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'Blade Runner 2' and the Future of the Replicant

'Blade Runner 2' has the potential to expand on the original sci-fi masterpiece and reveal what the future holds for replicants.

By Isaac ShapiroPublished 7 years ago 2 min read
Rob Bricken of io9 complained that Blade Runner 2 is the most “unnecessary sequel of all time.” Along with the original Alien, Ridley Scott’s Blade Runner is seen as a peerless sci-fi masterpiece. Movies, video games, and books have spent decades ripping off the cyberpunk futuristic hellscape of Blade Runner’s LA. But we here at OMNI believe this is a narrow mindset. One could argue for Blade Runner as a complete self-contained story and that a direct continuation showing if Harrison Ford is a replicant would rob a great deal of the ambiguity of the original's ending. But why does the focus have to be so narrow? Why does the story of Blade Runner just have to be limited to only Harrison Ford’s Deckard when there’s such a broad universe at play only hinted at in replicant Roy Batty’s final famous tears in the rain monologue?

I've... seen things... you people wouldn't believe. Attack ships on fire off the shoulder of Orion; I watched c-beams glitter in the dark near the Tannhäuser Gate... All those... moments... will be lost, in time, like... tears... in... rain. Time... to die.

A Larger Universe

Image via Imgur

What are those attack ships off the shoulder of Orion? Is Orion a planet? Is it a space station? Is it a spaceship? What about the Tannhäuser Gate? These are all beautiful details that hint at much broader universe. Blade Runner changes a great deal from it’s original source novel Do Androids Dream of Electric Sheep? What if Blade Runner 2 took more direct inspiration from its original source material? It doesn’t have to be direct continuation of Rick Deckard’s story. To say that a sequel is unnecessary is like saying no to the very notion of creativity. Think of Blade Runner 2 less like a direct answer to the question of whether or not Deckard is an android, but rather a continued exploration of the fascinating universe and a larger examination of the core themes running through the original work. What if Deckard is a replicant? How interesting could that be to see an elderly Harrison Ford hunted down by another Blade Runner. It could even be used as an in-universe justification for Harrison Ford’s age.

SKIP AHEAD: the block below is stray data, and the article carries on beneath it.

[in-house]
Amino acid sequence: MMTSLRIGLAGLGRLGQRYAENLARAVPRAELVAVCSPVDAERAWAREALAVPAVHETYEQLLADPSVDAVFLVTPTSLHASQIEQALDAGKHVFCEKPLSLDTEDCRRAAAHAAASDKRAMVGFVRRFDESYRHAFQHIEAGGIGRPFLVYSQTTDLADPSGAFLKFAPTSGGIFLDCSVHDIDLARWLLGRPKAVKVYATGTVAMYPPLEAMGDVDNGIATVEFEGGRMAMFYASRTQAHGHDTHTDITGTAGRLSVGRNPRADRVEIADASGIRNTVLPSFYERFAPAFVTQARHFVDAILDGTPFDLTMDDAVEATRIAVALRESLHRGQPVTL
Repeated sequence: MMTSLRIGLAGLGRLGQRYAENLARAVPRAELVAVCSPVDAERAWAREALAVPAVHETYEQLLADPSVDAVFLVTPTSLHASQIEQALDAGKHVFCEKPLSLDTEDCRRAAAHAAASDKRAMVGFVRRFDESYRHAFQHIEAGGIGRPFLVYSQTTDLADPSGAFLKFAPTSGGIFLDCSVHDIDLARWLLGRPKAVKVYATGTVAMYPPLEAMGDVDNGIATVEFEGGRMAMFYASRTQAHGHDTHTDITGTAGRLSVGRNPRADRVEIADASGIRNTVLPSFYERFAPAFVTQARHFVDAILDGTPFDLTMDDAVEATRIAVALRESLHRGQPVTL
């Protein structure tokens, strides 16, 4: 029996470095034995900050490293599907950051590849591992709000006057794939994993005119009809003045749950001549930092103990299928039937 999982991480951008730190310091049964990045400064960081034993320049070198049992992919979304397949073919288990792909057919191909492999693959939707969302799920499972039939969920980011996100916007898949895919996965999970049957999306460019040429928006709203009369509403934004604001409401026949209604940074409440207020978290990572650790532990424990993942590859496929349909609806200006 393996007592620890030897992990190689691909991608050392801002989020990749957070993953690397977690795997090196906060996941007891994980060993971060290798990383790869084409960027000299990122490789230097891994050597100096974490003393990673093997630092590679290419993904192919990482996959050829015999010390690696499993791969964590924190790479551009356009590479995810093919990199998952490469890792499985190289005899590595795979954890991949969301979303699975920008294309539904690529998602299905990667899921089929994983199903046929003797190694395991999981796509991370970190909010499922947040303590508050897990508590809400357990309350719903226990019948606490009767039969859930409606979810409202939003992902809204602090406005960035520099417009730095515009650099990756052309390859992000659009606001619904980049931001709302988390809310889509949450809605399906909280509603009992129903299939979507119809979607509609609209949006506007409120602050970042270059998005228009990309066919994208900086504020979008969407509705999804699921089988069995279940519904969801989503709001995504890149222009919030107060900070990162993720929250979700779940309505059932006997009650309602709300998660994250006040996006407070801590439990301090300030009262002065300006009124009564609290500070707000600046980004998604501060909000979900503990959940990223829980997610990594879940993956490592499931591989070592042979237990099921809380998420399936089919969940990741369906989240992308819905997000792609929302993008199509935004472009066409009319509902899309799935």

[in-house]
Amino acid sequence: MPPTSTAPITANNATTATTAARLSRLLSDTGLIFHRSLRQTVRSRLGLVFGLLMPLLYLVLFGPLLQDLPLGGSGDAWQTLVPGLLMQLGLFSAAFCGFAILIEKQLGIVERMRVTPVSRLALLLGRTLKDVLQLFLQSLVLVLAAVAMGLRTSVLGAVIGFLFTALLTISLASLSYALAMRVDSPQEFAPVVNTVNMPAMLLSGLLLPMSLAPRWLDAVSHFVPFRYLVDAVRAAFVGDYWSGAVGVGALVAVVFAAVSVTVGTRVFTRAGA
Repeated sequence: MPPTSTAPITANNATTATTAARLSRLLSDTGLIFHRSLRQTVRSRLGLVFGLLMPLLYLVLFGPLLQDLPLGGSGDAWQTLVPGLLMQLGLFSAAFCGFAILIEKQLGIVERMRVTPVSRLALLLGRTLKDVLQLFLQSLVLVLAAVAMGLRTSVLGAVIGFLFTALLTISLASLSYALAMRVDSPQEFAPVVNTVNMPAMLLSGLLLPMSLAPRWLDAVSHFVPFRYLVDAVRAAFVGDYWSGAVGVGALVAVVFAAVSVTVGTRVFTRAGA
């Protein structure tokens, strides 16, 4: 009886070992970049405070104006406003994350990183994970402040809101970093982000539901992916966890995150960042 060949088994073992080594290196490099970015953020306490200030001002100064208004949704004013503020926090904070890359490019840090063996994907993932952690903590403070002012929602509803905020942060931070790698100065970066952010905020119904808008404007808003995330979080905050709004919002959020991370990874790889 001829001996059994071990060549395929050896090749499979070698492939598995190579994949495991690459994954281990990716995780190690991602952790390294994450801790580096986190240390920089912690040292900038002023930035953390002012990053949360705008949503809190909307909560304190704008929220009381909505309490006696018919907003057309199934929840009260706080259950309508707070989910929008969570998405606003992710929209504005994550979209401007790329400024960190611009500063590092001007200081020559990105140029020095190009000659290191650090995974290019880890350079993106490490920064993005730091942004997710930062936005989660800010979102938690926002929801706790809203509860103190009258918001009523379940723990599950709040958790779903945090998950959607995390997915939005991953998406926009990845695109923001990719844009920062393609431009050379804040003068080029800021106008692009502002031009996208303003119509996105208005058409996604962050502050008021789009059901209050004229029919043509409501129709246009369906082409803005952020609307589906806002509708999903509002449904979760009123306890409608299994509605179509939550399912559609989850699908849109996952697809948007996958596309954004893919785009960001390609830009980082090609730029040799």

Future of Replicants

Image via Deviant Art

Maybe there’s something that makes him different from other replicants. Just because you don’t have the imagination to think of the possibilities doesn’t mean there isn’t some screenwriter out there who has a new take on Blade Runner that could blow you away. In some ways the cynicism might be warranted given the fact that Ridley Scott’s latest films haven't been that great. Even more reason for caution is recent return to the Alien universe in Prometheus, which was not well received. One could argue that the filmmaker's best days are long behind him. But despite being seventy-seven years old, Ridley Scott refuses to slow down. Perhaps he knows, like Woody Allen, that work is the secret fountain of youth. Woody Allen is nearly eighty years old, but he still finds time to write and direct one movie a year. Perhaps Scott knows that the best way to fight of senility is to keep making movies. Who better to make a movie that directly examines the definition of human mortality then a man staving off death via an unrelenting dedication to his craft?

Creativity is the Fountain of Youth

Image via Taringa

Just look at the his latest film with Matt Damon, The Martian. Does that look like the film of a man pushing eighty? The Martian was a huge hit, Scott’s enthusiasm for sci-fi has been renewed. Who are we to be negative Nancys and complain about a film maker fighting off the specters of his own mortality through his work? He’s got at least a few more good films in him. Quentin Tarantino once said he’d retire after making his tenth film, worried that working into his later years would dilute his impressive filmography. He has since recanted this statement. Maybe perhaps in his heart of hearts he knows as an artist and as a filmmaker to quit creating is to stagnate and die.

Continuing to create is perhaps the most practical way to fight the confines of our own mortality. Ideally long after you're gone the piece of culture will live on and continue to inspire, leaving your influence as something that can persist through generations. That mindset is what keeps such auteurs as Martin Scorsese, Woody Allen, and Ridley Scott working to this day. It’s what keeps them vital and relevant, seeing how film making is their very life blood. You can’t think of a better person to tackle the enigma of creating a new Blade Runner than a Ridley Scott at the twilight of his life and career. So just because many of us don’t have the imagination for the endless possibilities of a new Blade Runner film doesn’t mean there isn’t a creative person out there with an interesting new take. Some view sequels as Hollywood’s way of just regurgitating what worked before, but a truly inspired person can see it as an opportunity to further explore a rich universe and delve deeper into the themes explored in the first film.

scifi moviescience fiction

About the Creator

Isaac Shapiro

When not scrounging the internet for the best content for Jerrick Media, Isaac can be found giving scritches to feathery friend Captain Crunch.

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